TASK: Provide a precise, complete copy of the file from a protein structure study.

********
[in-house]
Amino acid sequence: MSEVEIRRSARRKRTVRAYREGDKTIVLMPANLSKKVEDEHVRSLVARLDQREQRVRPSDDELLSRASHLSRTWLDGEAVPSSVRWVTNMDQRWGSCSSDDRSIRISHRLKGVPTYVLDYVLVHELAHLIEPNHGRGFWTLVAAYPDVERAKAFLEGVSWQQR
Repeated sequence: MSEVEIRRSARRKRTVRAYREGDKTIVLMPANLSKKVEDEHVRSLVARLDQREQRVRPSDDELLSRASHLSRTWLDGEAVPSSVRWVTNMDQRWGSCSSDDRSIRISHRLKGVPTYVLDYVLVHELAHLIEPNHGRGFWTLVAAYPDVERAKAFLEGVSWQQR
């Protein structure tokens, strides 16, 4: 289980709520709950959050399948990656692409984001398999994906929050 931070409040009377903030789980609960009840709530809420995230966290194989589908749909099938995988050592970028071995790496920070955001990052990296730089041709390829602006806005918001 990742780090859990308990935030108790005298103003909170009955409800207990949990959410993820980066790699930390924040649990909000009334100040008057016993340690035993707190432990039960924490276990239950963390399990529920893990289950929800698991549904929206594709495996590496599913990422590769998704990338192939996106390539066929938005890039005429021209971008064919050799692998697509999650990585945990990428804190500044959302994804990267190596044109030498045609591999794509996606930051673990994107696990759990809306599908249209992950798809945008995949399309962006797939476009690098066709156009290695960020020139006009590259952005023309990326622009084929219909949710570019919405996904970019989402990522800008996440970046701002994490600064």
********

[in-house]
Amino acid sequence: MSEVEIRRSARRKRTVRAYREGDKTIVLMPANLSKKVEDEHVRSLVARLDQREQRVRPSDDELLSRASHLSRTWLDGEAVPSSVRWVTNMDQRWGSCSSDDRSIRISHRLKGVPTYVLDYVLVHELAHLIEPNHGRGFWTLVAAYPDVERAKAFLEGVSWQQR
Repeated sequence: MSEVEIRRSARRKRTVRAYREGDKTIVLMPANLSKKVEDEHVRSLVARLDQREQRVRPSDDELLSRASHLSRTWLDGEAVPSSVRWVTNMDQRWGSCSSDDRSIRISHRLKGVPTYVLDYVLVHELAHLIEPNHGRGFWTLVAAYPDVERAKAFLEGVSWQQR
């Protein structure tokens, strides 16, 4: 289980709520709950959050399948990656692409984001398999994906929050 931070409040009377903030789980609960009840709530809420995230966290194989589908749909099938995988050592970028071995790496920070955001990052990296730089041709390829602006806005918001 990742780090859990308990935030108790005298103003909170009955409800207990949990959410993820980066790699930390924040649990909000009334100040008057016993340690035993707190432990039960924490276990239950963390399990529920893990289950929800698991549904929206594709495996590496599913990422590769998704990338192939996106390539066929938005890039005429021209971008064919050799692998697509999650990585945990990428804190500044959302994804990267190596044109030498045609591999794509996606930051673990994107696990759990809306599908249209992950798809945008995949399309962006797939476009690098066709156009290695960020020139006009590259952005023309990326622009084929219909949710570019919405996904970019989402990522800008996440970046701002994490600064």